Veterans Affairs History

1789 At most, only 3,000 Revolutionary War veterans ever drew any pension. Later, grants of public land were made to those who served to the end of the war. 

In 1789, with the ratification of the U.S. Constitution, the first Congress assumed the burden of paying veterans benefits. The first federal pension legislation was passed in 1789. It continued the pension law passed by the Continental Congress. 1812 The first national effort to provide medical care for disabled veterans in the United States was the Naval Home, established in Philadelphia in 1812. This was followed by two facilities in Washington, D.C. — the Soldiers’ Home in 1853 and St. Elizabeth’s Hospital in 1855. 

1833 The new Bureau of Pensions was administered from 1833 to 1840 as part of the Department of War, and from 1840 to 1849 as the Office of Pensions under the Navy Secretary. The office then was assigned to the new Department of the Interior, and renamed the Bureau of Pensions. In 1858 Congress authorized half-pay pensions to veterans’ widows and to their orphan children until they reached the age of 16.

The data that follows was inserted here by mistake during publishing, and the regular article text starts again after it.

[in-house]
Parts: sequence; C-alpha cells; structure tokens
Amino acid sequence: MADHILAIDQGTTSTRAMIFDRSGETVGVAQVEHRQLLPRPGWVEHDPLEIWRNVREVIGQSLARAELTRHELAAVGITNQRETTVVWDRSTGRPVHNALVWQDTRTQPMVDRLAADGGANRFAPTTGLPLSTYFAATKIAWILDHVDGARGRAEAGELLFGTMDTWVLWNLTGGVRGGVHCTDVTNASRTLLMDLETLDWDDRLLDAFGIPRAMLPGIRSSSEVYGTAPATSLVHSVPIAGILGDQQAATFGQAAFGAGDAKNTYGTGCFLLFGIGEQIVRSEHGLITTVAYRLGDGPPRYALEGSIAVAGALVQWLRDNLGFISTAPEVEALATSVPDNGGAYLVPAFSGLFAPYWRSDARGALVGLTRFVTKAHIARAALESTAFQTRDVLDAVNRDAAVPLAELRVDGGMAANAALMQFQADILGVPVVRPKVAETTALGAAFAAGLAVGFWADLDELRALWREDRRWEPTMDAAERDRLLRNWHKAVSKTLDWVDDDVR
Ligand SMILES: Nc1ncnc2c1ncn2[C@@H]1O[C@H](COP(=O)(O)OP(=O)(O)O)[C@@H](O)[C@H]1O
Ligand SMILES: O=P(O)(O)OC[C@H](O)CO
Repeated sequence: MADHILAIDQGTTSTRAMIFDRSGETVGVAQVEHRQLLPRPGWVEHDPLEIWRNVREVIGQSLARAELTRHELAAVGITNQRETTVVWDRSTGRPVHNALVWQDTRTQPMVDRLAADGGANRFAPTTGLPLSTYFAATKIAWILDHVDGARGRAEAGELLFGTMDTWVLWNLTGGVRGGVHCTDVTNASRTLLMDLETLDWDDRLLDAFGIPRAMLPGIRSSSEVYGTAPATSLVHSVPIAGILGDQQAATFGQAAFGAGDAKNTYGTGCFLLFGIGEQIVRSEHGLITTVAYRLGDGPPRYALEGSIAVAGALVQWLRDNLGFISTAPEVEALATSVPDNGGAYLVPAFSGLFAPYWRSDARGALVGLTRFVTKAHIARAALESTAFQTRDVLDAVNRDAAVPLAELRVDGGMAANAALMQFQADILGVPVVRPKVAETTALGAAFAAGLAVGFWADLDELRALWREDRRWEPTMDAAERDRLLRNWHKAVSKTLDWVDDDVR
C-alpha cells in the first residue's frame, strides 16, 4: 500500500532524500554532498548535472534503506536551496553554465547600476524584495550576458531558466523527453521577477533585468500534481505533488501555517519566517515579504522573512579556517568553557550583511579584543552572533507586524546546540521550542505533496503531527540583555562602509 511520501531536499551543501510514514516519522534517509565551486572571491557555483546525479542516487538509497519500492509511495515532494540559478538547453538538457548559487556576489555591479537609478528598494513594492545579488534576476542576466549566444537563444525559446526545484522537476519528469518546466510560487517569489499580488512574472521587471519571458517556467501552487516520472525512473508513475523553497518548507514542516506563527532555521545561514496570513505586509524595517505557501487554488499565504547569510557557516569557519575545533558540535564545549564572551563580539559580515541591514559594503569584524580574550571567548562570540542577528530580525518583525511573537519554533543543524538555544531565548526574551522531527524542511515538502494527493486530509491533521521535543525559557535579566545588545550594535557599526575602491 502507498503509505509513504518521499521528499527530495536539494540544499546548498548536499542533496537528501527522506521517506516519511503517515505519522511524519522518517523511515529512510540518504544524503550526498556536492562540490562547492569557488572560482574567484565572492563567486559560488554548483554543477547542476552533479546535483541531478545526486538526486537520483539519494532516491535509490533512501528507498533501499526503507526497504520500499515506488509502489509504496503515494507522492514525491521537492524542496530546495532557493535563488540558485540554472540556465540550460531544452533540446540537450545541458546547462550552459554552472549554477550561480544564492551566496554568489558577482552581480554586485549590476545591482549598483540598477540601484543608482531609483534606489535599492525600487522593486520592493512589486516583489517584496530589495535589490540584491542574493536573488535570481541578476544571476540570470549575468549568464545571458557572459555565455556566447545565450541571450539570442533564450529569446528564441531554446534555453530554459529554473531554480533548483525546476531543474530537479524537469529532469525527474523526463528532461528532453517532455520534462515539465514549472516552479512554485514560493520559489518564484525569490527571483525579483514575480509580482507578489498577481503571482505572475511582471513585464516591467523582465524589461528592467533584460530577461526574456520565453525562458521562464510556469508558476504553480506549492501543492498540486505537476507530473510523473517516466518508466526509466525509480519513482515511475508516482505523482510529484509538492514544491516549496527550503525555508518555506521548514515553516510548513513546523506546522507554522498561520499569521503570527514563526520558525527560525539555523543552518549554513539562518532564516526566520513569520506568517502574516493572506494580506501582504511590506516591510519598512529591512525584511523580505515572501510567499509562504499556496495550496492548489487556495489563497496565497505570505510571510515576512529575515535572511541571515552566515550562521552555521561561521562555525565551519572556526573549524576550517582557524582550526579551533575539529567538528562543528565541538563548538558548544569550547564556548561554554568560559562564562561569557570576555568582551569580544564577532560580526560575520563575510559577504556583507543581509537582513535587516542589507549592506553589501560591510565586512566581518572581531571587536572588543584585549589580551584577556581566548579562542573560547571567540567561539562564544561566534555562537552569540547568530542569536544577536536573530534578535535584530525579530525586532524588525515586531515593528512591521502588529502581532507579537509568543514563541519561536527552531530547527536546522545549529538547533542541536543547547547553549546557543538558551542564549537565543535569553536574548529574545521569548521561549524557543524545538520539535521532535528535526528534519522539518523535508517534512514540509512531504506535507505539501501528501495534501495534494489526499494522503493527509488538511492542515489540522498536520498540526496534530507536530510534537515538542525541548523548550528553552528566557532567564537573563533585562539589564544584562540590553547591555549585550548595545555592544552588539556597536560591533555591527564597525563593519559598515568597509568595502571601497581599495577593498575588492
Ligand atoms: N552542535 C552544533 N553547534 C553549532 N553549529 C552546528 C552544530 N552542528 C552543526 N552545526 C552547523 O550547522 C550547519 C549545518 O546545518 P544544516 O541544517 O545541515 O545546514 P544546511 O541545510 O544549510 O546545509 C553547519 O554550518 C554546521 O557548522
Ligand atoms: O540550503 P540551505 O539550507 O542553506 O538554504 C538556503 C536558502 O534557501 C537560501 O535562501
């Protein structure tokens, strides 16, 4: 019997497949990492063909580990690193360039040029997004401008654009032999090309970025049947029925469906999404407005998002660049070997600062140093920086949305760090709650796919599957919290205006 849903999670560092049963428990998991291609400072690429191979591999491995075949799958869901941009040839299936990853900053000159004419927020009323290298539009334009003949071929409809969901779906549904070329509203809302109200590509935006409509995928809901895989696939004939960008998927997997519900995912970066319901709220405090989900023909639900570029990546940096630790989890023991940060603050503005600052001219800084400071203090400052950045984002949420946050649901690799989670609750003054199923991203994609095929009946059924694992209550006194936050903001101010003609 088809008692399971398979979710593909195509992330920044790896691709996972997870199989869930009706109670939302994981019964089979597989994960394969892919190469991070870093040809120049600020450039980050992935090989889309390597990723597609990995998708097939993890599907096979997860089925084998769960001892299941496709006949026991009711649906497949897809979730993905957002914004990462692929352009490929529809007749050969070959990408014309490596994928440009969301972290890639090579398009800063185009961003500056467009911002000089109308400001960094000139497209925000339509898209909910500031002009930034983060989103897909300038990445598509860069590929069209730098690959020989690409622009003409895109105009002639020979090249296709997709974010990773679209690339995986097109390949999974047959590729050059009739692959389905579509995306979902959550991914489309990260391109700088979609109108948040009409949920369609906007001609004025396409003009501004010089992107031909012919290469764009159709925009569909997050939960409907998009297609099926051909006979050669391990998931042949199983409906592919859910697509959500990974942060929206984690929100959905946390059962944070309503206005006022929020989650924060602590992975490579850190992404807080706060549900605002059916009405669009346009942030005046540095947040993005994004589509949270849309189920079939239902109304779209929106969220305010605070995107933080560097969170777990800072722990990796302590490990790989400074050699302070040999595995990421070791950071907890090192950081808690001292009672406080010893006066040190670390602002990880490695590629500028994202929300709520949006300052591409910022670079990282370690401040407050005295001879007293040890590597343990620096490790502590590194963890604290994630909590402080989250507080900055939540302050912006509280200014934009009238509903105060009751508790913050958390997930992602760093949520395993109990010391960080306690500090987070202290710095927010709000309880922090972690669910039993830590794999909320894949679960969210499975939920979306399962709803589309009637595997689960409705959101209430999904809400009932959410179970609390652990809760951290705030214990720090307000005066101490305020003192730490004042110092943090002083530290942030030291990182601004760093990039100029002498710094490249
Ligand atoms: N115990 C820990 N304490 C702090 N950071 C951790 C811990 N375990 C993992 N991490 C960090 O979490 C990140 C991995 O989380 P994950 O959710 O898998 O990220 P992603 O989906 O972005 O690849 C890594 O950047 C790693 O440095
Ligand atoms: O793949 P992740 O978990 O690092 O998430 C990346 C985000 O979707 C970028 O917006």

1862 The General Pension Act of 1862 provided disability payments based on rank and degree of disability, and liberalized benefits for widows, children and dependent relatives. The law covered military service in time of peace as well as during the Civil War. The act included, for the first time, compensation for diseases such as tuberculosis incurred while in service. Union veterans also were assigned a special priority in the Homestead Act of 1862, which provided Western land at $1.25 an acre. The year 1862 also marked the establishment of the National Cemetery System, to provide burial for the many Union dead of the Civil War. 


Author: Tbird


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